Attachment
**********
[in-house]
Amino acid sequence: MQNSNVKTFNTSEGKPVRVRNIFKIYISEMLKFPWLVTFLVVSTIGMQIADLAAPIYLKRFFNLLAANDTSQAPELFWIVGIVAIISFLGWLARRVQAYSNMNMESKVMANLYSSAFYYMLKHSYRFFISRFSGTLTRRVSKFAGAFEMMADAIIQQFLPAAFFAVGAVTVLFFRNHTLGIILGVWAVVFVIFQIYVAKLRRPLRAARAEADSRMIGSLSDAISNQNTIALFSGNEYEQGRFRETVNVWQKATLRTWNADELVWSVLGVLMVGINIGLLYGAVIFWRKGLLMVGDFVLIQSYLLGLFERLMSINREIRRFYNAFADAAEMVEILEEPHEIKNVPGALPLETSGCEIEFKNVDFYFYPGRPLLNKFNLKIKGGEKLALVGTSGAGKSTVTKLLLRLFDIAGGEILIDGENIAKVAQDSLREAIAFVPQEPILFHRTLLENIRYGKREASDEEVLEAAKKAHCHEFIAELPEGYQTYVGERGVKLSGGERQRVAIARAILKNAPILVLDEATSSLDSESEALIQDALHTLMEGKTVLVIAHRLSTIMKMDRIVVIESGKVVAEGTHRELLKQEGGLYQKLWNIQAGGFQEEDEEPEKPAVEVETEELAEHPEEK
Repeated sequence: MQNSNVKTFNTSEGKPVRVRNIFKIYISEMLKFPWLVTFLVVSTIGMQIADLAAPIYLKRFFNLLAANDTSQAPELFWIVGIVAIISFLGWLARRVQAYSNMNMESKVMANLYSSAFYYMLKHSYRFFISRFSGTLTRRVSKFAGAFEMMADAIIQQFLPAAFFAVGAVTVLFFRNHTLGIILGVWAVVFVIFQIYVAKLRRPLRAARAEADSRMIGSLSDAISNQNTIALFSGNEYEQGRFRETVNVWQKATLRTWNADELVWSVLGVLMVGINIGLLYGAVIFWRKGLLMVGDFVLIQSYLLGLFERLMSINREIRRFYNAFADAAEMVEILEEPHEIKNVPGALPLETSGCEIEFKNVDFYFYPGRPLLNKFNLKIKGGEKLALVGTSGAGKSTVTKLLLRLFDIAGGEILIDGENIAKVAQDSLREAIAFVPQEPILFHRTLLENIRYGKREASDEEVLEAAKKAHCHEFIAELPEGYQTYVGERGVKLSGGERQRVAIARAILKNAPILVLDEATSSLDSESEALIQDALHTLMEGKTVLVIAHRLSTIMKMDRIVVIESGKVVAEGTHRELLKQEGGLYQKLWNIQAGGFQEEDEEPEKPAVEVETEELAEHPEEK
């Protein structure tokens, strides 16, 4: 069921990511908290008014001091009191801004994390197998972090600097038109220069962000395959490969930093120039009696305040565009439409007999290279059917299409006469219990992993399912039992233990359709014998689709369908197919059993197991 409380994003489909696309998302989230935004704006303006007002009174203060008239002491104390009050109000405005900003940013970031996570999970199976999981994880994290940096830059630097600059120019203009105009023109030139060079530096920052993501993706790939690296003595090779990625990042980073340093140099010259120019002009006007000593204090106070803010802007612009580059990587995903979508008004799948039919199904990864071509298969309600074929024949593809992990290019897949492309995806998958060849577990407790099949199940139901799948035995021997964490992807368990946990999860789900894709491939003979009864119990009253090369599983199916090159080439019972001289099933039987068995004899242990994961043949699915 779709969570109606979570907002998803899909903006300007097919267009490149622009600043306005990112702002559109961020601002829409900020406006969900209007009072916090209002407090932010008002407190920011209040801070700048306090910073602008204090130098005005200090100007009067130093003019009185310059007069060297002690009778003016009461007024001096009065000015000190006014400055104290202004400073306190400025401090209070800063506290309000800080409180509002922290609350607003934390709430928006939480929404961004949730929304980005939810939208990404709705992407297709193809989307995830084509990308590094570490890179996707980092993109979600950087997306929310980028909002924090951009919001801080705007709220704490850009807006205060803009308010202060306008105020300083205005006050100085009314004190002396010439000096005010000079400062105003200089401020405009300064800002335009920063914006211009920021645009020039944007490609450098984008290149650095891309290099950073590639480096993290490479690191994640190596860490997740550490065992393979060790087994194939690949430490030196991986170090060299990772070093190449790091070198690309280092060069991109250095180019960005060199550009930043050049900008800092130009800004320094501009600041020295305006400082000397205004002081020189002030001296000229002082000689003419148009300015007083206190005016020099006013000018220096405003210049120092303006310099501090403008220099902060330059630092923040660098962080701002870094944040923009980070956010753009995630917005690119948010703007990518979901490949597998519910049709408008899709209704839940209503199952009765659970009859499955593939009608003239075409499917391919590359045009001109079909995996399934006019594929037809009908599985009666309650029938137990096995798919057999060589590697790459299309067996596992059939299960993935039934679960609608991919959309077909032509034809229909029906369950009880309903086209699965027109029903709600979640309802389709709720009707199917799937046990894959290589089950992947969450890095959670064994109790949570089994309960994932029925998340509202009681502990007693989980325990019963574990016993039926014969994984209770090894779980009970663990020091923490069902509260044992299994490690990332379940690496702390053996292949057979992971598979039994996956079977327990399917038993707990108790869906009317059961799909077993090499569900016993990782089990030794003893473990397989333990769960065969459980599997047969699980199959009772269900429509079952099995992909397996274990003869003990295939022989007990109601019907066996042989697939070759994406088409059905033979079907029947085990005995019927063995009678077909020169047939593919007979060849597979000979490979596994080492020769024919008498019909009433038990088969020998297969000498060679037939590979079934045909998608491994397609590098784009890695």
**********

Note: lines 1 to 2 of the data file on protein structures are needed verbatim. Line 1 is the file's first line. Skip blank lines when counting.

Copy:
[in-house]
Amino acid sequence: MQNSNVKTFNTSEGKPVRVRNIFKIYISEMLKFPWLVTFLVVSTIGMQIADLAAPIYLKRFFNLLAANDTSQAPELFWIVGIVAIISFLGWLARRVQAYSNMNMESKVMANLYSSAFYYMLKHSYRFFISRFSGTLTRRVSKFAGAFEMMADAIIQQFLPAAFFAVGAVTVLFFRNHTLGIILGVWAVVFVIFQIYVAKLRRPLRAARAEADSRMIGSLSDAISNQNTIALFSGNEYEQGRFRETVNVWQKATLRTWNADELVWSVLGVLMVGINIGLLYGAVIFWRKGLLMVGDFVLIQSYLLGLFERLMSINREIRRFYNAFADAAEMVEILEEPHEIKNVPGALPLETSGCEIEFKNVDFYFYPGRPLLNKFNLKIKGGEKLALVGTSGAGKSTVTKLLLRLFDIAGGEILIDGENIAKVAQDSLREAIAFVPQEPILFHRTLLENIRYGKREASDEEVLEAAKKAHCHEFIAELPEGYQTYVGERGVKLSGGERQRVAIARAILKNAPILVLDEATSSLDSESEALIQDALHTLMEGKTVLVIAHRLSTIMKMDRIVVIESGKVVAEGTHRELLKQEGGLYQKLWNIQAGGFQEEDEEPEKPAVEVETEELAEHPEEK